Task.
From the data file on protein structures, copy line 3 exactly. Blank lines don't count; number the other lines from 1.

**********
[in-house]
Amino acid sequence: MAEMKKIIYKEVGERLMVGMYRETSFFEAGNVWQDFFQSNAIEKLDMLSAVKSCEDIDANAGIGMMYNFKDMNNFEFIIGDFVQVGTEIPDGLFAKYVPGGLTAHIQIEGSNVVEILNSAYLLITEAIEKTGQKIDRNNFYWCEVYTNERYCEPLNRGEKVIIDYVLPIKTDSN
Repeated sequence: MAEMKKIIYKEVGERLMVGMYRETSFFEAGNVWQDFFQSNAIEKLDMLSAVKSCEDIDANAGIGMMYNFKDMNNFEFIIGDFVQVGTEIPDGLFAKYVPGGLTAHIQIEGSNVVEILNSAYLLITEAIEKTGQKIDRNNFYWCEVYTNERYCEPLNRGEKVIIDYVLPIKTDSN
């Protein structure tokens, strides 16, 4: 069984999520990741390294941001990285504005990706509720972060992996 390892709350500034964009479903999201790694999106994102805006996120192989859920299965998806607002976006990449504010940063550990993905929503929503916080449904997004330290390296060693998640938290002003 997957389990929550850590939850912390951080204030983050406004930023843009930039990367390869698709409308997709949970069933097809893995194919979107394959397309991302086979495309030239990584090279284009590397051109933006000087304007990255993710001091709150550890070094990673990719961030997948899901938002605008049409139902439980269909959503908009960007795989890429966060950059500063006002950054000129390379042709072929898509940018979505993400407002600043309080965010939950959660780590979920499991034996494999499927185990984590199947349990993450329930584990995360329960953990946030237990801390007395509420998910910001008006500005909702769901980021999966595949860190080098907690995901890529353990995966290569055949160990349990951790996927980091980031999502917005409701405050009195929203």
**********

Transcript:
Repeated sequence: MAEMKKIIYKEVGERLMVGMYRETSFFEAGNVWQDFFQSNAIEKLDMLSAVKSCEDIDANAGIGMMYNFKDMNNFEFIIGDFVQVGTEIPDGLFAKYVPGGLTAHIQIEGSNVVEILNSAYLLITEAIEKTGQKIDRNNFYWCEVYTNERYCEPLNRGEKVIIDYVLPIKTDSN